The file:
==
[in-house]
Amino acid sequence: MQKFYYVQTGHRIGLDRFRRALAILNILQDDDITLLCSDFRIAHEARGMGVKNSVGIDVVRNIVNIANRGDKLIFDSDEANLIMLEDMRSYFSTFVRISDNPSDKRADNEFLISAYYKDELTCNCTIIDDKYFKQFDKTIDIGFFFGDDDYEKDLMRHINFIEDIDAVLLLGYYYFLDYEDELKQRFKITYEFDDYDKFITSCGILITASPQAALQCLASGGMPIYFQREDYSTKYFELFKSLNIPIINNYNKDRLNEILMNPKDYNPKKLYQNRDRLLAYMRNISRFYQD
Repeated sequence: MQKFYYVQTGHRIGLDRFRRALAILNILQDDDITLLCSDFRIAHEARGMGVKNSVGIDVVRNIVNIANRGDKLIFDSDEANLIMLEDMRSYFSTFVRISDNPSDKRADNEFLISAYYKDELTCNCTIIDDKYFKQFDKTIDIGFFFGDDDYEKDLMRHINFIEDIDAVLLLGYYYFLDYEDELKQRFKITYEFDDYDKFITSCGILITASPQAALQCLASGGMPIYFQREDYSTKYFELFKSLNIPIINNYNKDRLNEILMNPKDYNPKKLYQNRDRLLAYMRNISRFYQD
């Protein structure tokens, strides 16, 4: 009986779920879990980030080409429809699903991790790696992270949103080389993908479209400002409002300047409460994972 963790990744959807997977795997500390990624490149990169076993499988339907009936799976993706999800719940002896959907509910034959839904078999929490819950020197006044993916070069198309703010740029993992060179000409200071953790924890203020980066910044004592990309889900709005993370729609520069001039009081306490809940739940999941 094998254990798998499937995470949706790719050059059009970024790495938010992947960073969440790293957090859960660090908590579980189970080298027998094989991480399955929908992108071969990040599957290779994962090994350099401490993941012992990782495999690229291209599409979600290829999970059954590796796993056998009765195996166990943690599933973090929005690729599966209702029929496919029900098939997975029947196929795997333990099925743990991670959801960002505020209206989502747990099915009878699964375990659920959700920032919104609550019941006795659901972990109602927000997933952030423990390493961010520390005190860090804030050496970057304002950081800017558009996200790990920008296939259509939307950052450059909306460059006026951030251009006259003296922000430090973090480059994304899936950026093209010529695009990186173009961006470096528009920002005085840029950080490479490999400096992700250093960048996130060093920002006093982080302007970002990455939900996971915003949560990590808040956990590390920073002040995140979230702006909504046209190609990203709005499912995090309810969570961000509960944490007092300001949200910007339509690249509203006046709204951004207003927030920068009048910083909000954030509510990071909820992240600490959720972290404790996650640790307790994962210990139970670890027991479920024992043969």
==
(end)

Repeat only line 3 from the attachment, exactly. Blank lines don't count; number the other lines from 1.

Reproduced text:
Repeated sequence: MQKFYYVQTGHRIGLDRFRRALAILNILQDDDITLLCSDFRIAHEARGMGVKNSVGIDVVRNIVNIANRGDKLIFDSDEANLIMLEDMRSYFSTFVRISDNPSDKRADNEFLISAYYKDELTCNCTIIDDKYFKQFDKTIDIGFFFGDDDYEKDLMRHINFIEDIDAVLLLGYYYFLDYEDELKQRFKITYEFDDYDKFITSCGILITASPQAALQCLASGGMPIYFQREDYSTKYFELFKSLNIPIINNYNKDRLNEILMNPKDYNPKKLYQNRDRLLAYMRNISRFYQD